The round bulbs illuminate the large mirror as Luis Alvarez-Schacht stares at his reflection for inspiration. He cocks one eyebrow up, moves his head from right to left checking his angles, and takes a deep breath.
Looking down at the organized mess of make up overflowing from Ziploc baggies and an even larger canvas makeup bag, Alvarez-Schacht picks out the right tools for his craft, and then gets to work. He spreads latex glue on his eyebrows to keep them from moving. It's all about the eyes, so as the glue dries, he plays around with eye shadow palettes and chooses the right brushes. As he paints his eyes and adds color to his face, his body movements become more fluid, and his transformation from Luis to Lola is in full effect.
Two and a half hours later, Lola St. Lords emerges, and she is beautiful.
Alvarez-Schacht is a drag queen, loud and proud. But this queen is unique, because she belongs to the House of Lords here in Miami.
If you're a fan of RuPaul's Drag Race, the 1990 documentary Paris is Burning, or have friends within the drag communities, you probably know a little bit about drag culture. But there are plenty of misconceptions out there: that drag queens are just men who want to be women, or that everyone who is a member of a drag house is a drag queen. Not true. Not all men who do drag want to be a woman (some do, yes, but the majority don't), and one doesn't necessarily need to be a drag queen to be a part of a house.
So what is a drag house? Sometimes, it's literally a house where drag queens live together, but more often it's more of a group support system. "They're called 'houses,' but they're seen as families," Alvarez-Schacht says. "It's support. The foundation is pure support."
Drag houses tend to keep to themselves, and fame earned in the drag community can sometimes stay very much within the group. Alvarez-Schacht explains how houses can breed local celebrities. TP Lords, House Mother for the House of Lords, is well known and respected among the drag queens here in Miami, and out of state, too. If you were to name-drop the House of Lords in New York City, they would ask if you know TP Lords.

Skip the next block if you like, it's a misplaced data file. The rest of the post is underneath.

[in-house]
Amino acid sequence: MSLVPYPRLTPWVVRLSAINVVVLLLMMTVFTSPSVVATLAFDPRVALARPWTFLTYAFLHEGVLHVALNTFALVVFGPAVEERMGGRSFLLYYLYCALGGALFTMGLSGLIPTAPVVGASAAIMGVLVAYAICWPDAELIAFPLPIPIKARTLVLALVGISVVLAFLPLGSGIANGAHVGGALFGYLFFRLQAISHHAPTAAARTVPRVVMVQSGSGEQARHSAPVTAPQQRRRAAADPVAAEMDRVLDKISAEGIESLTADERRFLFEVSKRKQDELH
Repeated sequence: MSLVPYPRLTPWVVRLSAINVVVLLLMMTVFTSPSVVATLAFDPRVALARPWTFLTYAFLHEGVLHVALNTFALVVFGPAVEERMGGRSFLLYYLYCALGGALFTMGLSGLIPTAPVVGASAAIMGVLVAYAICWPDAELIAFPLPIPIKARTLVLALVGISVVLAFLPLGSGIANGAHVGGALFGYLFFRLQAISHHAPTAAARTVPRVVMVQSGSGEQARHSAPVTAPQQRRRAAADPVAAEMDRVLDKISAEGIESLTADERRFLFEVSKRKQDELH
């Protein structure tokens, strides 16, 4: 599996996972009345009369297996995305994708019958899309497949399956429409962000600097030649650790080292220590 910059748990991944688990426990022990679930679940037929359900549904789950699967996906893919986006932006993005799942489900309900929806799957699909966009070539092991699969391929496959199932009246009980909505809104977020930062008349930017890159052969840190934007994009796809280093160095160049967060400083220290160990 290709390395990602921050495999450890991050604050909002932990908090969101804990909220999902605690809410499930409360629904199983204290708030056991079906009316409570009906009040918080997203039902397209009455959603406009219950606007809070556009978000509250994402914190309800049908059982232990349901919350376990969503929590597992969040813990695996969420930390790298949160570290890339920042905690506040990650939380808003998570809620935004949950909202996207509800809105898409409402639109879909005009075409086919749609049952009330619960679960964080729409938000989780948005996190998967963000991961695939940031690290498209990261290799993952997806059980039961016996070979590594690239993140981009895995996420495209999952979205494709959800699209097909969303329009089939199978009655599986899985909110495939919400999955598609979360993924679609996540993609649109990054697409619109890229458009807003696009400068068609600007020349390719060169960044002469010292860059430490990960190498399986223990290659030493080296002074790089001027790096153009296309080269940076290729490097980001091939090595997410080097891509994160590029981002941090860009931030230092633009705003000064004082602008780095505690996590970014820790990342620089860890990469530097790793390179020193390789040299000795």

Before he met his drag mother, Estephania St. Lords (one of TP's "daughters"), Alvarez-Schacht attended Florida State University, and used the drag queen alter-ego Lola Lautrec. At the time, her mentor was Serena Chacha (Myron Morgan). Yes, that Serena Chacha, from Drag Race season five.
Alvarez-Schacht recalls the first time Serena helped him create Lola. It was his first time ever doing a drag performance, and he needed help. He was 18 years young, studying away from home. "I have always been interested in drag and the idea of gender illusion," he says, "so when I went to college, there was this one FSU drag queen that everyone knew, and it was Serena Chacha."
Alvarez-Schacht ran into Myron one day on campus, expressed his interest in joining the alluring world of drag, and told him about his upcoming show. Myron asked for a day, time, and dorm room number, and showed up that night and did all of Luis' makeup. "It's because you're pretty," he told him.
"It's so much easier when you're a pretty boy," says Alvarez-Schacht with a laugh.
When Alvarez-Schacht moved back to Miami after college, he met Estephania St. Lords. Estephania took Lola under her wing, and one day said she could take on her last name. Not every member uses the house name as part of his stage name. However, having that connection means something -- "It shows that you're experienced, you're experienced enough to have a big name," says Alvarez-Schacht. Along with the name come certain expectations and associations; if you know of TP Lords or Estephania St. Lords, you're going to know that Lola St. Lords will be just as fierce and fabulous.